UNSW's Faculty of Built Environment has received a $10 million endowment from philanthropist Judith Neilson to help transform the lives of some of the world’s most vulernable people.
The Judith Neilson Chair in Architecture will take the lead in researching the design of affordable housing for the tens of millions of people displaced by natural disasters, geo-political conflicts, and economic and environmental factors.
Dean of UNSW Built Environment, Professor Alec Tzannes AM, described the endowment as an “extraordinary act of philanthropy”.
“I acknowledge Judith Neilson for her long-term vision and commitment to support the betterment of society through architecture.
“Her generous gift to UNSW represents a groundbreaking commitment of global significance for the research, teaching and public debate of architecture with the specific social purpose of improving the lives of displaced and disadvantaged people.
“UNSW Built Environment is honoured to be entrusted as the custodian of Judith’s vision to build new knowledge in architecture and to promote the education of future generations of architects,” Professor Tzannes said.
Ms Neilson – founder and director of Sydney’s White Rabbit Gallery, which is home to one of the world’s most significant collections of Chinese contemporary art – said she was motivated to make a major investment in research to investigate how architecture and design could be used as a powerful force for change.
“One of the most pressing issues of our time is the growing number of displaced people around the world whose communities have been ravaged by geo-political events and natural disasters,” she said.
“We have massive populations who move to temporary housing that they end up living in for years and that in no way meets their needs. Giving people whose lives have been shattered the opportunity to live in afforable dwellings that have been thoughtfully and sustainably designed with enduring materials can help improve their quality of life.”
According to the United Nations High Commissioner for Refugees, there are now more than 51 million displaced people worldwide, with the number predicted to rise. Ms Neilson said “through architecture and design we can, in some way, help restore the safety, diginity and hope of some of the world’s most vulnerable people.”
“Architecture is often the domain of the very privileged, but it’s much more than that. We’re talking about socially transformative design and bringing about policy change.”
Ms Neilson said UNSW’s research record in the Built Environment, along with the Dean’s vision of the power of research to transform lives, made the faculty a natural fit for her endowment.
“I feel very strongly about contributing to a greater culture of philanthropy in Australia.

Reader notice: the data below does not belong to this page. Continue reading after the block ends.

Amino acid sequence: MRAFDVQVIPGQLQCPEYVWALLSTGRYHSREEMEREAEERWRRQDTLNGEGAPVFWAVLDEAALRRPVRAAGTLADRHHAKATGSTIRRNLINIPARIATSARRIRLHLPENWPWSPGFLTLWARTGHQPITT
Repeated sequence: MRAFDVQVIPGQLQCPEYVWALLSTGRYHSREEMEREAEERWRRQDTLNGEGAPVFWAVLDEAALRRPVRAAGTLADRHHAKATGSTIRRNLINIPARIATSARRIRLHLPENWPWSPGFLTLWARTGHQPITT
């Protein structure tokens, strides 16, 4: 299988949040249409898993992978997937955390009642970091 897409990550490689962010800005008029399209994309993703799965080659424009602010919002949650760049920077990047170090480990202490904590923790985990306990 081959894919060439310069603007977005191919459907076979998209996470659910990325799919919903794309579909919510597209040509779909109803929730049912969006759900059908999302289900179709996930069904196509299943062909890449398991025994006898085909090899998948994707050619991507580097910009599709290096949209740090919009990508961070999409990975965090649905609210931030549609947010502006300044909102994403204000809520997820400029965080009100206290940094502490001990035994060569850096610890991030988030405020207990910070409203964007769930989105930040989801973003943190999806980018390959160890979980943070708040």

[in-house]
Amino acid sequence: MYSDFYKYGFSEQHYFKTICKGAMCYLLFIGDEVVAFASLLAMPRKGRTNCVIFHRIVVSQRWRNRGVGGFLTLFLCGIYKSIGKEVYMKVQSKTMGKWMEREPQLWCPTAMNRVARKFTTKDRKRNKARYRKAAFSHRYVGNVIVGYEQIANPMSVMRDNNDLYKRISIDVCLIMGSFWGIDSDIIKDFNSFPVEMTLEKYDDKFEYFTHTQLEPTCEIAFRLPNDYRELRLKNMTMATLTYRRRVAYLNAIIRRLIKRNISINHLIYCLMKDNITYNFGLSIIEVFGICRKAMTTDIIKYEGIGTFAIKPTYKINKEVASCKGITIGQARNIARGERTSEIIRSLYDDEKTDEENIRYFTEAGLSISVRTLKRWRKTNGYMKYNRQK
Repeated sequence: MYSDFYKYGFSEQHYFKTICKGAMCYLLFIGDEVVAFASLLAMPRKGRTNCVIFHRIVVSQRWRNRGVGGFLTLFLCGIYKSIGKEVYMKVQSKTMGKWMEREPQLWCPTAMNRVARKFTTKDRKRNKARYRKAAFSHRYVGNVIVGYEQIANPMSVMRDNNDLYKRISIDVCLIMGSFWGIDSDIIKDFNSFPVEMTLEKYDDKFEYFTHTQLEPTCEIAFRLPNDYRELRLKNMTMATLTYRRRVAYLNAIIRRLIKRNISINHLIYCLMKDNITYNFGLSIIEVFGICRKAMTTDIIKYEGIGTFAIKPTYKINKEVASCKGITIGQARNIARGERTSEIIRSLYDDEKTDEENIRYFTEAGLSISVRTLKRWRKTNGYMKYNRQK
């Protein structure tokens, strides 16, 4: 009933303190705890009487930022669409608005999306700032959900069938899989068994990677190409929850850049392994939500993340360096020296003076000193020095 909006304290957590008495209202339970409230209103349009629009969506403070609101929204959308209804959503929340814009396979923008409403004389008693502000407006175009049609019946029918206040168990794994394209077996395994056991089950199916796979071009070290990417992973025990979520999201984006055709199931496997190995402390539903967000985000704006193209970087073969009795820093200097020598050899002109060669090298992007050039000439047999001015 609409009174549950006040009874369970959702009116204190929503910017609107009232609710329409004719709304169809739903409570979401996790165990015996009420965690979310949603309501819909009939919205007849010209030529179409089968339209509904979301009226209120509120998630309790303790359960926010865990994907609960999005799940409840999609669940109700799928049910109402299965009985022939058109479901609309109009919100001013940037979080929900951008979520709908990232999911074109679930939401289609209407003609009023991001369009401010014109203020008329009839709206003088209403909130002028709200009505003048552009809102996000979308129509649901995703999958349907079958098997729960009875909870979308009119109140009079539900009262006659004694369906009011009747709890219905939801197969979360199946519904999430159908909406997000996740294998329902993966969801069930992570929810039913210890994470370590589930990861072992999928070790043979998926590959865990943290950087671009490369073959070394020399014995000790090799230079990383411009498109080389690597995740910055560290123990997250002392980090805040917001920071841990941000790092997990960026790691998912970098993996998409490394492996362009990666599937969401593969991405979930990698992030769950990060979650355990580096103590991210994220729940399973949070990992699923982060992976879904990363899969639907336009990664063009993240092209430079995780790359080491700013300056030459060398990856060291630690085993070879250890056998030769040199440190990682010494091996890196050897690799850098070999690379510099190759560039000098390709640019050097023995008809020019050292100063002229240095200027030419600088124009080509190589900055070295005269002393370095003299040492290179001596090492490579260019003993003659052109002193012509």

“There’s a big element of luck in being wealthy – I believe people have a responsibility to give back,” she said.
Professor Tzannes said the Chair will position UNSW as a centre of excellence in Australia and internationally for architecture for a social purpose.
“The level of funding gives UNSW the opportunity to recruit at the highest levels and build a critical mass of scholars and students in a way not currently seen in Australia,” he said.
An international search will commence soon for a leading reseacher to take up the inaugural appointment. Judith Neilson’s gift will also fund an annual public lecture.
UNSW Chancellor Mr David Gonski AC said: "We thank and congratulate Judith on the leadership she has shown in making this gift. Her endowment will endure and the philanthropic example it represents from someone of her standing will reap in multiples."
Media contact: Denise Knight, UNSW Media Office, 0405 207 685 | email@example.com
Biography: Judith Neilson
Judith Neilson is the founder of the White Rabbit Collection, one of the world’s most significant collections of Chinese contemporary art. She also serves as director of the White Rabbit Gallery in Chippendale, Sydney. Judith was born in Rhodesia (now Zimbabwe), and worked as a graphic designer until her marriage to funds manager Kerr Neilson, with whom she moved to Australia. Resuming her art studies in the late 1990s, she chose as her tutor the Chinese artist Wang Zhiyuan, who at the time was studying in Sydney. On a subsequent visit to China, Judith toured Beijing galleries and studios with Wang Zhiyuan and was captivated by the creative exuberance and technical skill of the art she saw. As a result, Judith decided to begin collecting Chinese contemporary art of the 21st century and to establish a gallery where she could share it with all Australians. The White Rabbit Gallery opened in August 2009.